Enforced business closures are leading to significant job losses, particularly in the retail and travel industries. In the US alone there were 9.9 million new jobless claims lodged in the 2 weeks ending 28 March. Significant increases in unemployment mean many consumers have little money to spend. In addition, those with jobs are often having to reduce their working hours and are becoming increasingly nervous about their own employment prospects and, as a result, are curtailing their spending.

Consumers are spending more time online but in different places

With more people choosing to, or forced to, stay at home it hardly comes as a surprise that there has been a significant increase in total time spent online. 

However, whilst internet usage has shot up, it has not been spread evenly. Video streaming services like Netflix, Amazon Prime and YouTube have seen big increases in traffic. 

The DE-CIX Internet Exchange reports significant increases in video conferencing traffic (up 50%), online gaming (up 25%) and social media networks (up 25%).

Across its clients Wordstream has reported seeing a 20% drop in traffic from Google search ads and a 15% drop from Google shopping ads but a 21% increase in YouTube and a 13% increase in Google Display Network traffic.

Facebook has reported a 50% month-on-month increase in messaging volumes on its Messenger and Whatsapp services due to the coronavirus.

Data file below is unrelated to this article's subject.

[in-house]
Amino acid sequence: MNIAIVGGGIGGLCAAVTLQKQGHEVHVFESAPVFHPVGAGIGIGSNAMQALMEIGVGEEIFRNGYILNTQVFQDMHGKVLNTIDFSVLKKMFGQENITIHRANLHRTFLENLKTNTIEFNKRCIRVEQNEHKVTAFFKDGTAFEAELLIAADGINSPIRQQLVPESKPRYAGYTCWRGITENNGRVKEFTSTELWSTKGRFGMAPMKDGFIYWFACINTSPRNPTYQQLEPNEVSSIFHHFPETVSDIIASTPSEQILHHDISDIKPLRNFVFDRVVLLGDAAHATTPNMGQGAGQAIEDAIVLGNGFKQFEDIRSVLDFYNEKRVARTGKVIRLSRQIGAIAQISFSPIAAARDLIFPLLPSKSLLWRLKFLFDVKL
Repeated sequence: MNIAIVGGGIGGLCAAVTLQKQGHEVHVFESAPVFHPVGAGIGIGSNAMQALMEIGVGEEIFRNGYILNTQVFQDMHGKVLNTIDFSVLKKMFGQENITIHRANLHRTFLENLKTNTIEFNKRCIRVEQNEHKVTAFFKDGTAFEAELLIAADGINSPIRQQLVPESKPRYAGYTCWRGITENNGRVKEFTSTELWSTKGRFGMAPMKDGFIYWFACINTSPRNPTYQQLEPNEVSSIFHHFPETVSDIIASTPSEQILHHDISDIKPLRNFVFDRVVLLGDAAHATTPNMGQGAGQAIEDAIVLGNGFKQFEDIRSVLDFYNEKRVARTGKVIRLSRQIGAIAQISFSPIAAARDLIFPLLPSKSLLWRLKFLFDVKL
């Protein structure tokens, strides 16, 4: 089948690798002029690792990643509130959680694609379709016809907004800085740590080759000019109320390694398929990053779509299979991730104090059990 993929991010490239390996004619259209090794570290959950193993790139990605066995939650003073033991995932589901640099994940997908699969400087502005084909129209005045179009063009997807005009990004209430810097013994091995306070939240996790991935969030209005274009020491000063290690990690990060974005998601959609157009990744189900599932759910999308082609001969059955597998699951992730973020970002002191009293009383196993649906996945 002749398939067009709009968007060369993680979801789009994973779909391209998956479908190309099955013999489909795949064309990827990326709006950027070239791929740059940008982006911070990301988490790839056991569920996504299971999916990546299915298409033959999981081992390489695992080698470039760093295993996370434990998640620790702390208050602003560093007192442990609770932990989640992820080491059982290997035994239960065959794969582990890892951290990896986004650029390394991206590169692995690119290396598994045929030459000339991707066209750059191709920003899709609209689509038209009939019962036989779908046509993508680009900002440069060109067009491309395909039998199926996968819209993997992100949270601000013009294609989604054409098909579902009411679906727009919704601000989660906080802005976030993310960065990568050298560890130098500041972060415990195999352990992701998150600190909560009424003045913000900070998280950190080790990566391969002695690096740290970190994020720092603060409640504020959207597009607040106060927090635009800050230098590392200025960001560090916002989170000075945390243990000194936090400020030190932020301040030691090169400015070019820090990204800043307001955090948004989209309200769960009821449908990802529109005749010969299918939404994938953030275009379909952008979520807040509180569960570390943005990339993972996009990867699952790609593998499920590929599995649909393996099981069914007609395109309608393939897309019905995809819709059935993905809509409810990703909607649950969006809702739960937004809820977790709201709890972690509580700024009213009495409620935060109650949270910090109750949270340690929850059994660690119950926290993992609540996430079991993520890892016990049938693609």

These shifts in online usage present opportunities for you to reach new and existing customers on messaging apps, social networks, YouTube and Google Display Network.

Consumers are searching differently

As coronavirus is pretty much all we’re talking about at the moment it’s no surprise that we are searching more and more for information about the virus and its implications.

Whilst the volume of Google searches is down overall there are some e-commerce categories where search volumes have increased significantly.

Wordstream reports a 41% increase in searches for beauty and personal care, with products like soap and hand sanitizer proving the most popular. Home appliances, bedding and linen have seen search volumes up by 7%.

Google Trends is a great way to understand how people are searching every day. As the current situation is extremely fluid it’s important to keep a close eye on search trends to understand where opportunities might lie for your business.

Consumers are buying different products online

Initially, consumers spent up big on essentials – stockpiling groceries and health products to build up their pandemic pantries and medicine cabinets.

However, with many people now working from and/or spending most of their time at home, consumers have started to purchase more products that:

  • Keep them and their families entertained
  • Enable them to work productively from home
  • Help them keep them fit and healthy
  • Make them feel better emotionally

According to Attentive Mobile, trending products in the United States as at 25 March were:

Understanding and adapting to evolving consumer behavior is essential to ensure your business survives and thrives during and after the pandemic. You need to evaluate your product range and focus on those that are best likely to meet consumer needs. However, you’ll need to move quickly and be willing to change tack as behavior will continue to shift as the pandemic progresses. 

Read Part 2 – How to adapt your marketing for the coronavirus era